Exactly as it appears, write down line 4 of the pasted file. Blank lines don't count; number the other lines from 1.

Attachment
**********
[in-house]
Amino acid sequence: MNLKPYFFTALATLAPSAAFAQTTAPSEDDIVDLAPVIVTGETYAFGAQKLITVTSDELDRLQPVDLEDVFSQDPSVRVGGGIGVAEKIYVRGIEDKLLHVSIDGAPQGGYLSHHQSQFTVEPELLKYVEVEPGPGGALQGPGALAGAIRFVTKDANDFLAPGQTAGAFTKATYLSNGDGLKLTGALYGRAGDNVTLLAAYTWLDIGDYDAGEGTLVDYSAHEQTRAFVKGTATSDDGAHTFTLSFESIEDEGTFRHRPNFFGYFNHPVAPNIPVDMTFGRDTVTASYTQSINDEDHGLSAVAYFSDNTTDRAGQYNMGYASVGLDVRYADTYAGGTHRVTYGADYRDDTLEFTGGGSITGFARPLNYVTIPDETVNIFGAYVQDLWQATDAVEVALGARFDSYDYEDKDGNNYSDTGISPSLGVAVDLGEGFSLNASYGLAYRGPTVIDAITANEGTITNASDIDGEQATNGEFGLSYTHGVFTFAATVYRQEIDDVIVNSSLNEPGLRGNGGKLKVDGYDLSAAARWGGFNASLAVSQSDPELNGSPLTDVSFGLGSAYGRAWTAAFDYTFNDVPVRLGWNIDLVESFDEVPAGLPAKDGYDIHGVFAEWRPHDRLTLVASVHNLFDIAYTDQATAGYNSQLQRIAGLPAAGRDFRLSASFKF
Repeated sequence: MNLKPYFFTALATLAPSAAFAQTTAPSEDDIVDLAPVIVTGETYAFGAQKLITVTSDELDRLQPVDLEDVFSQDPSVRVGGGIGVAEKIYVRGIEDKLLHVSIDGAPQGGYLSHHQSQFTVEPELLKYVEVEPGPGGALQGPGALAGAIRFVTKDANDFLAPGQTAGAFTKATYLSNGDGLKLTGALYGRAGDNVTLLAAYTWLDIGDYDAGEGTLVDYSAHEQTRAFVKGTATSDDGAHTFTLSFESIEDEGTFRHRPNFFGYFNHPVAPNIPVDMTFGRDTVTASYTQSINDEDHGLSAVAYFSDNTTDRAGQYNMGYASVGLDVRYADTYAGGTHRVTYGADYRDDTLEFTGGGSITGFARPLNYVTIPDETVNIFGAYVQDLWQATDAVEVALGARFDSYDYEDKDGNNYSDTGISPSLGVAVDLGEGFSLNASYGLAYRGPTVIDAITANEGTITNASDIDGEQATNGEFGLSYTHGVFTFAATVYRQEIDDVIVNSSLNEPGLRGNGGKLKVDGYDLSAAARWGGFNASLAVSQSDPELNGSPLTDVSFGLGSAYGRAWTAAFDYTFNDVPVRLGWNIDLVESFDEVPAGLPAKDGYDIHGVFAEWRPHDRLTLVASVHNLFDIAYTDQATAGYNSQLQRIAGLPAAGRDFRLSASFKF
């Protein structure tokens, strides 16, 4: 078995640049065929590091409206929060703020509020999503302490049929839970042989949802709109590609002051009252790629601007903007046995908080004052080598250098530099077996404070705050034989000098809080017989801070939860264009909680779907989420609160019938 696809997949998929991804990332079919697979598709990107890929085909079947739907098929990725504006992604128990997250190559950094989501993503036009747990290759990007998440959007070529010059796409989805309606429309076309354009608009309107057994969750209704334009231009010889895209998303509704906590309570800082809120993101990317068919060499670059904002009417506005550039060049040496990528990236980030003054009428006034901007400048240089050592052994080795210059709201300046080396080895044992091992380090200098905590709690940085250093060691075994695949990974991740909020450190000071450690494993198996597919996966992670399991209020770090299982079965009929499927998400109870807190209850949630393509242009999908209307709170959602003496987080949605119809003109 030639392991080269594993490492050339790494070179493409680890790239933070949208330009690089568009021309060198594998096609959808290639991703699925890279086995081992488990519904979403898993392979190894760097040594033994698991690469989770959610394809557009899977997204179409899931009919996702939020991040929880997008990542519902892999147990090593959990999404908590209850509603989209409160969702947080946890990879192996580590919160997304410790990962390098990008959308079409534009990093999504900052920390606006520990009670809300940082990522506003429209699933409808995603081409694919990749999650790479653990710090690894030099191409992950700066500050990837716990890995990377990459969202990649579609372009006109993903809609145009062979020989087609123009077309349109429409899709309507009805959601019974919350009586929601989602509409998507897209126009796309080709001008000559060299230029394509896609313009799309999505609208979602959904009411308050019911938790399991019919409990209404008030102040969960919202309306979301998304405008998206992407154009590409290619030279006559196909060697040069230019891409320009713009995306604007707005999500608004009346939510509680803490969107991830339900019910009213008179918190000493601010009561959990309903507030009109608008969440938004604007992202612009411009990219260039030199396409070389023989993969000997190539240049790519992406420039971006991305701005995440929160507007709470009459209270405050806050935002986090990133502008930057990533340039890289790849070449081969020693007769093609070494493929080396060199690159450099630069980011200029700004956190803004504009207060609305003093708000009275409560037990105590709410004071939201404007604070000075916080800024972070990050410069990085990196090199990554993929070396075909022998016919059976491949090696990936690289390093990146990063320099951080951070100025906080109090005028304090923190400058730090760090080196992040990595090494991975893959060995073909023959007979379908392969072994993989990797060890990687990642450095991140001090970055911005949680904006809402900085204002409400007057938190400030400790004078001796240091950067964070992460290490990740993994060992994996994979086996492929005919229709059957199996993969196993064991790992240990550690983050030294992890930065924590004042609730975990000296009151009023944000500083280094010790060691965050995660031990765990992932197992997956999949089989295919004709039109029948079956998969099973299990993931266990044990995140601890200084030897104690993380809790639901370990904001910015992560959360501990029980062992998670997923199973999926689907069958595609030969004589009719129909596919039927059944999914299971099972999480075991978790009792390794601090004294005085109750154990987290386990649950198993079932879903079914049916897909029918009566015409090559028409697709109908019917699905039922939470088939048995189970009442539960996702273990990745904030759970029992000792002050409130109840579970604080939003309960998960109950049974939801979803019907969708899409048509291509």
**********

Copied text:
């Protein structure tokens, strides 16, 4: 078995640049065929590091409206929060703020509020999503302490049929839970042989949802709109590609002051009252790629601007903007046995908080004052080598250098530099077996404070705050034989000098809080017989801070939860264009909680779907989420609160019938 696809997949998929991804990332079919697979598709990107890929085909079947739907098929990725504006992604128990997250190559950094989501993503036009747990290759990007998440959007070529010059796409989805309606429309076309354009608009309107057994969750209704334009231009010889895209998303509704906590309570800082809120993101990317068919060499670059904002009417506005550039060049040496990528990236980030003054009428006034901007400048240089050592052994080795210059709201300046080396080895044992091992380090200098905590709690940085250093060691075994695949990974991740909020450190000071450690494993198996597919996966992670399991209020770090299982079965009929499927998400109870807190209850949630393509242009999908209307709170959602003496987080949605119809003109 030639392991080269594993490492050339790494070179493409680890790239933070949208330009690089568009021309060198594998096609959808290639991703699925890279086995081992488990519904979403898993392979190894760097040594033994698991690469989770959610394809557009899977997204179409899931009919996702939020991040929880997008990542519902892999147990090593959990999404908590209850509603989209409160969702947080946890990879192996580590919160997304410790990962390098990008959308079409534009990093999504900052920390606006520990009670809300940082990522506003429209699933409808995603081409694919990749999650790479653990710090690894030099191409992950700066500050990837716990890995990377990459969202990649579609372009006109993903809609145009062979020989087609123009077309349109429409899709309507009805959601019974919350009586929601989602509409998507897209126009796309080709001008000559060299230029394509896609313009799309999505609208979602959904009411308050019911938790399991019919409990209404008030102040969960919202309306979301998304405008998206992407154009590409290619030279006559196909060697040069230019891409320009713009995306604007707005999500608004009346939510509680803490969107991830339900019910009213008179918190000493601010009561959990309903507030009109608008969440938004604007992202612009411009990219260039030199396409070389023989993969000997190539240049790519992406420039971006991305701005995440929160507007709470009459209270405050806050935002986090990133502008930057990533340039890289790849070449081969020693007769093609070494493929080396060199690159450099630069980011200029700004956190803004504009207060609305003093708000009275409560037990105590709410004071939201404007604070000075916080800024972070990050410069990085990196090199990554993929070396075909022998016919059976491949090696990936690289390093990146990063320099951080951070100025906080109090005028304090923190400058730090760090080196992040990595090494991975893959060995073909023959007979379908392969072994993989990797060890990687990642450095991140001090970055911005949680904006809402900085204002409400007057938190400030400790004078001796240091950067964070992460290490990740993994060992994996994979086996492929005919229709059957199996993969196993064991790992240990550690983050030294992890930065924590004042609730975990000296009151009023944000500083280094010790060691965050995660031990765990992932197992997956999949089989295919004709039109029948079956998969099973299990993931266990044990995140601890200084030897104690993380809790639901370990904001910015992560959360501990029980062992998670997923199973999926689907069958595609030969004589009719129909596919039927059944999914299971099972999480075991978790009792390794601090004294005085109750154990987290386990649950198993079932879903079914049916897909029918009566015409090559028409697709109908019917699905039922939470088939048995189970009442539960996702273990990745904030759970029992000792002050409130109840579970604080939003309960998960109950049974939801979803019907969708899409048509291509």